Member: Seasoned Veteran
  • Content Count

  • Joined


About comicwiz

  • Boards Title
  • Birthday 06/05/1971

Personal Information

  • Occupation
    IT Consultant
  • Location

Recent Profile Visitors

2,445 profile views
  1. If you collected comics, then you know the dangers of keeping comics in yellowed polypropelene bags. Anyone that's bought a collection knows as soon as the bags show any yellowing, they need to be rebagged. IF people didn't know this, I'm telling you now not to keep the comics in those bags because it's no longer a stable archival environment to store your comics. The general rule with plastics is the softer the plastic (think shower curtain) the more chemicals needed to make that plastic pliable/soft. The harder the plastic, the less chemicals. The more chemicals used, the more possibility of destabilizing off-gassing and/or a reaction to occur between one or more of those chemicals. Soft plastic Star Cases should be checked regularly. Examine them under natural light if possible. I generally use a comparison clear clamshell blister or something close to the plastic of a Star Case to compare. This is especially important because people usually buy Star Cases in quantity, so you need a clear plastic as a point of reference to really notice the slightest hint of yellowing. And usually when there's even the slightest hint of it, it's a sign of a chemical reaction occurring. That destablized state is either being caused by the combination of the acids in the cardstock and chemicals used to produce the blister being trapped inside that case, and just like the yellowing poly bag, you should remove the MOC from those soft cases once you see any yellowing in the plastic case. Is it possible to safely store an MOC in a soft case? I would say yes, but again this goes back to make sure you catch it before they begin to yellow. iIt's not to say that hard plastic acylic cases don't yellow, but you do have option of going with UV protected acrylic. Those will last longer and are a safer choice from a conservation standpoint. Of course this is a suggestion, not one I'm paid to provide, nor am I sponsored by any company to share this information with collectors, but I can assure you that it is a real cause for concern and the reason why I won't store any of my MOC's in soft cases.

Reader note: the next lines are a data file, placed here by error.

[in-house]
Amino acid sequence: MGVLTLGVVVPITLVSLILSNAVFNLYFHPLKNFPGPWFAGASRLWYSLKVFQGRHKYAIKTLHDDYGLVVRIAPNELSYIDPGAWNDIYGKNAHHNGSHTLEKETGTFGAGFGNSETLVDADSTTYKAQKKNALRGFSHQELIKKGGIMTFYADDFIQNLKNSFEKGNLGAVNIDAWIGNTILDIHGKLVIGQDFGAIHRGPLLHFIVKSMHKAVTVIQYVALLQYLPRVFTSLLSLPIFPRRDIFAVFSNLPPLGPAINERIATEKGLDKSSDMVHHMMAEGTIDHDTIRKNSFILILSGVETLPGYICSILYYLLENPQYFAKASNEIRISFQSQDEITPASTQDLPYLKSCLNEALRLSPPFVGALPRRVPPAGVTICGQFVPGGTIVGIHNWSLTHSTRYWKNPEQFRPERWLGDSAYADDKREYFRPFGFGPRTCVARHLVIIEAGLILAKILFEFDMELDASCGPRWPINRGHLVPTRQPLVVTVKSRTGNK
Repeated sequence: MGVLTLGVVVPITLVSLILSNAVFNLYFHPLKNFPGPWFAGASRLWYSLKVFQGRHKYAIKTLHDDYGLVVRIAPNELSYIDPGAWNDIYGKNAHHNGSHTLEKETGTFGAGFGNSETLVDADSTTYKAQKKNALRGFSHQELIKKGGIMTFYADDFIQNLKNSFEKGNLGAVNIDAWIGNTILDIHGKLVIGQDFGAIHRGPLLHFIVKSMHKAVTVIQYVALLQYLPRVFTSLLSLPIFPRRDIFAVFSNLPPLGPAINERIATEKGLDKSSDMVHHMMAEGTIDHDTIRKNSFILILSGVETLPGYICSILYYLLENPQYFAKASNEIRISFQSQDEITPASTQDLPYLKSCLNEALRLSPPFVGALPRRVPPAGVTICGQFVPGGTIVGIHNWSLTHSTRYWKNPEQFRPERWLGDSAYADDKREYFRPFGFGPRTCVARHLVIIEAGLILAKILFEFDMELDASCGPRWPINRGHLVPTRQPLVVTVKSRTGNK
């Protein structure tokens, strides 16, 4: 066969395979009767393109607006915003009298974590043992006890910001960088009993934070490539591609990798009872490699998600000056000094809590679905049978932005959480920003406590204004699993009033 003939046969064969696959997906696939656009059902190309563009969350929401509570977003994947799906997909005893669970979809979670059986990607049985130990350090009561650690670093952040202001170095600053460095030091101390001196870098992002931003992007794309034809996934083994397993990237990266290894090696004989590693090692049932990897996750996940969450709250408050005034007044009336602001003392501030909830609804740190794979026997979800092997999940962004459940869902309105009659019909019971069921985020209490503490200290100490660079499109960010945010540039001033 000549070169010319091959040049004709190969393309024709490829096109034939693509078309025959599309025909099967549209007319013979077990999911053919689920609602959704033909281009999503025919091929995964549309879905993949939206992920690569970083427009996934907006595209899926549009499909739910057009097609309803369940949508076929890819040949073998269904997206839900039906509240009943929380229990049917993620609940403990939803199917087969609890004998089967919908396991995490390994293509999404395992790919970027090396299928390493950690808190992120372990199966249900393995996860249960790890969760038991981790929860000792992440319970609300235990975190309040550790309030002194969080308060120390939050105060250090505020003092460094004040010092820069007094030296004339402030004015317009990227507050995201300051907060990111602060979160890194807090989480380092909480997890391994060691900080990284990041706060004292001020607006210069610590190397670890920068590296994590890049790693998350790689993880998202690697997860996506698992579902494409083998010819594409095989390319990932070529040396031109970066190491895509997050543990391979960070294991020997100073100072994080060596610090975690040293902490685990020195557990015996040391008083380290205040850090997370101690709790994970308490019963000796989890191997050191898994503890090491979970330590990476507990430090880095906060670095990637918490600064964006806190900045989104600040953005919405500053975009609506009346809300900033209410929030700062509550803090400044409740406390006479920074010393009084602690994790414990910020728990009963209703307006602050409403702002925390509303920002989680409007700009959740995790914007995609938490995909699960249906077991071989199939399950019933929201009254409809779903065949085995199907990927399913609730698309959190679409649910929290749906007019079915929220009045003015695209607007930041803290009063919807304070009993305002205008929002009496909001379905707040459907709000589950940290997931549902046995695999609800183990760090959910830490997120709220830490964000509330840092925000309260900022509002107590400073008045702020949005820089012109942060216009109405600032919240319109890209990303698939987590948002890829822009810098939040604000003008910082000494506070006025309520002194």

2. Not from the UK, but it's the no. assigned to the helicopter - i.e. Corgi Junior Spider-Man Helicopter #75.
  3. The cost/benefit of submitting wouldn't make economic sense, unless these would grade 80 or higher. The yellowed blister is also going to cause them to put a Y-designation on the grade, which is something collectors shun. The ESB wave tend to be hit and miss for yellow, but I know even with my 31 Back A and B run, my two Bossks were the only ones that had started yellowing. I'm of the opinion that the soft plastic Star Cases accelerate it so unfortunately not much you can do now except to put them in acrylic hoping to slow them down. I don't keep any of my MOC's in the soft cases anymore because of it, and have begun using them as protection during shipping instead. It's all acrylic cases for me, and has been for quite some time now.
  4. I would just get sliding bottom acrylic cases for these. They will do just as good a job at preserving/protecting. Iain of GW Acrylic USA could help you. If that Bossk is a 31 Back A, it is a difficult debut card for that character. Maybe post a photo of the back of the card and I can confirm for you. I personally wouldn't recommend getting these graded. AFA is the only grader I would trust, at least in the USA. UKG is also reputable, but they are out in the UK. Don't even think of grading with any other company. The bowing on the card is something you should be able to address by getting a sliding bottom case. Just make sure you slide that side with the bowing carefully. One trick that's used is to use a sheet of paper as a buffer between the cardback and the side rail of the case so it doesn't scratch the packaging art when you slide the MOC in the case.
  5. Just when you think you've seen all that is out there to see, IRWIN Toys continues to surprise us all. I give you the IRWIN VoltronⅠMini Warrior/ Mini Guerrier (No. 70003). This was a previously unknown to exist MOC, and not just unknown to me, but many collectors who I consider leading Canadian toy and Super Robot experts. This Dairugger arrived in the mail today and I couldn't be more stoked to add it to my Canadian IRWIN Voltron run.